Call for Christchurch flat tax
Thu, 24 Jan 2013 7:42a.m.
By Dan Satherley
A leading economist has called for a flat tax in the Canterbury area to attract businesses and assist with the rebuild.
"I'd like to see them look at Canterbury… it would be great to see them bring in a low flat tax of say, 10 percent, within the Christhchurch, Canterbury area to encourage new businesses," Sam Stanley of the NZX told Firstline this morning.
"Ring-fence that Christchurch area and see if they can encourage new businesses to come in and activity to be fuelled out of the Christchurch zone.
"I think that will be a very, very positive thing – it's been done in other areas before and has worked successfully."
Mr Stanley also says the New Zealand market, coming off a great 2012, is "pretty excited" at the prospect of the country's power companies going on the block.
Trading on the New Zealand Stock Exchange jumped more than 20 percent last year, with $30 billion worth of shares traded.
"I think the landscape out there is still pretty strong," says Mr Stanley. "We had a very strong performance last year… and really, the same fundamentals are in place." He says low interest rates, unaffordable housing and a lack of investment alternatives is driving trades on the exchange.
The improving outlook in Europe is also helping.
"Certainly with regards to the general feeling around risk and appetite in the market, what's happened in Europe has been pretty impressive in the last few months or so, restored confidence."
If the Government successfully manages to sell of up to 49 percent in state assets such as Mighty River Power, Mr Stanley says it will act as a "buoy".
"It will provide another great investment for New Zealanders to get involved in. There will be a lot of interest building ahead of the partial floats, so from the point of view of potential investors with money to look at putting into stocks, there are some very good upcoming floats potentially.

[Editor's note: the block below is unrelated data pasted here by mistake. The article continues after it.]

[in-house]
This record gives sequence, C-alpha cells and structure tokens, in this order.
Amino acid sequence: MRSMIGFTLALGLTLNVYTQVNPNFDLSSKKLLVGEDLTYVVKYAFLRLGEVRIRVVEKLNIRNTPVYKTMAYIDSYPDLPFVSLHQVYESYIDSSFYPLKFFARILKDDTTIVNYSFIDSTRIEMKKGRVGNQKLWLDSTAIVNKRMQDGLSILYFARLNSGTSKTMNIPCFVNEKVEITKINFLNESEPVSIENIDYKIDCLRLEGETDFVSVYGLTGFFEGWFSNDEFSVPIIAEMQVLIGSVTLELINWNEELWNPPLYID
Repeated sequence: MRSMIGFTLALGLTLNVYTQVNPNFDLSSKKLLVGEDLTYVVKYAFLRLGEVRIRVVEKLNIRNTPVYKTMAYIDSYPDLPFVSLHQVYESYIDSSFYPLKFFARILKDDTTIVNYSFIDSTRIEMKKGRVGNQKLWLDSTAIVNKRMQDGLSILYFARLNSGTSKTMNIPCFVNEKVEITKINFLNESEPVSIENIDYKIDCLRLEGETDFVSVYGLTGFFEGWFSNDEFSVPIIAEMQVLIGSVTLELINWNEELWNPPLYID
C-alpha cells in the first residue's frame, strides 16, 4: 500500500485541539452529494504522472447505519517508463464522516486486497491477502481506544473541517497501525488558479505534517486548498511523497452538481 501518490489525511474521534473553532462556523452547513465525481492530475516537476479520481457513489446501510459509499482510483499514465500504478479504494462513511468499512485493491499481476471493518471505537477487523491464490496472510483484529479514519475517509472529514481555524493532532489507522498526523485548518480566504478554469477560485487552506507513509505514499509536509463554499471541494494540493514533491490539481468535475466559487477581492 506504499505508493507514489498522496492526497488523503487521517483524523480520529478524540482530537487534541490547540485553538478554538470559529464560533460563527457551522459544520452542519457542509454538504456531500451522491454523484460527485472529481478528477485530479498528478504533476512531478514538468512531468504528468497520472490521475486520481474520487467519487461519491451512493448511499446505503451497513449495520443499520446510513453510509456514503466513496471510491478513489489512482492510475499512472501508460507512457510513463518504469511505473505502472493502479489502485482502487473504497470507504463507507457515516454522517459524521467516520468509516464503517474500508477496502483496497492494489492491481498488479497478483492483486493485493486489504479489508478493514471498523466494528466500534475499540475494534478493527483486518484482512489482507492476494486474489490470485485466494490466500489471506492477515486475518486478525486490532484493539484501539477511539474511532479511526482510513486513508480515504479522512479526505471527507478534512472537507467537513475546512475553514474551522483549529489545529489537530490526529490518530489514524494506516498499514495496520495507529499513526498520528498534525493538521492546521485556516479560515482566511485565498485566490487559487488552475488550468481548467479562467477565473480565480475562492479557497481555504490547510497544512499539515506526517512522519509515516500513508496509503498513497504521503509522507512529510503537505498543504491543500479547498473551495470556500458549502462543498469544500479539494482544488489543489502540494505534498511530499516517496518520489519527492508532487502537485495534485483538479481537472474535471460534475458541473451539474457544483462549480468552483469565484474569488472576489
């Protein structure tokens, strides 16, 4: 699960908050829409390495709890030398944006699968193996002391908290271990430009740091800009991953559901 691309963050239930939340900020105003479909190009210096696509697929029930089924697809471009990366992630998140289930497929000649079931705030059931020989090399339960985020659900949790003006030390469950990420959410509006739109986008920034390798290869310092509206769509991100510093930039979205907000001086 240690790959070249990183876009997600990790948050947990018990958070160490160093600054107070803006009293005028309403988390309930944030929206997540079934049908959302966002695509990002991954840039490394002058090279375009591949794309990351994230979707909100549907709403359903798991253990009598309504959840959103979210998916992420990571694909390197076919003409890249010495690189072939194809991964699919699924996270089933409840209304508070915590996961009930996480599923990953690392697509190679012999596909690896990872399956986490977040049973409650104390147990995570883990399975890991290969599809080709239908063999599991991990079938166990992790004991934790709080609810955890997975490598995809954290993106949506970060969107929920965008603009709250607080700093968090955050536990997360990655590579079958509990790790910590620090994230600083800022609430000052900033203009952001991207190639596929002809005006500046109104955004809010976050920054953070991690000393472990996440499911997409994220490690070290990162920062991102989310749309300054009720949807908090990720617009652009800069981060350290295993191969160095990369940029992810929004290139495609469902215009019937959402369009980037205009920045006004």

"It's widely anticipated in the market and everyone's pretty excited about it."
New Zealand's inflation rate at 0.9 percent is "non-existent" he says, and could lead to the Reserve Bank dropping interest rates.
"They could easily do so, and I don't think there's a single economist out there that would disagree with that."
He says the only fear is creating another bubble in the Auckland housing market.
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24/01/2013 12:40:07 p.m.
This man is completely out of touch with reality, the last thing people that have lost their homes need is to face increased taxes, especially at a flat rate as flat tax rates are not discriminatory unlike our graduated personal income tax structure.
24/01/2013 8:45:04 a.m.
Down with share trading!!! It should be illegal! It does nothing for the world but motivate businesses and people to do bad things.
24/01/2013 8:02:22 a.m.
This idea is flawed.This would see NZ businesses relocate headquarters to Christchurch for the lower rate and policing the tax change would be difficult. Its a disaster waiting to happen.The reality is businesses pull in much more tax in PAYE and GST than they ever pay in income tax. If take a business that pays wages, they can pay up to 48% of revenue on GST and PAYE without even making any profit. What little profit they do make is currently taxed at 28%.Around the world the average business tax rate is around 20% and NZ is high at 28%. If we lowered all business tax rates we wouldn't have the tax nightmare the economist is proposing, and the extra businesses would be paying much more PAYE/GST and increasing the tax take of the country for very little reduction in income taxes. That extra business would also employ mmore people and could look to reduce our umemployed numbers if they can be bothered to get out of bed for it. We still have many who say 'I wouldn't get out of bed for that!' and those people wont change so even if NZ had 200,000 more jobs available those people would still be unemployed as they are unemployable.
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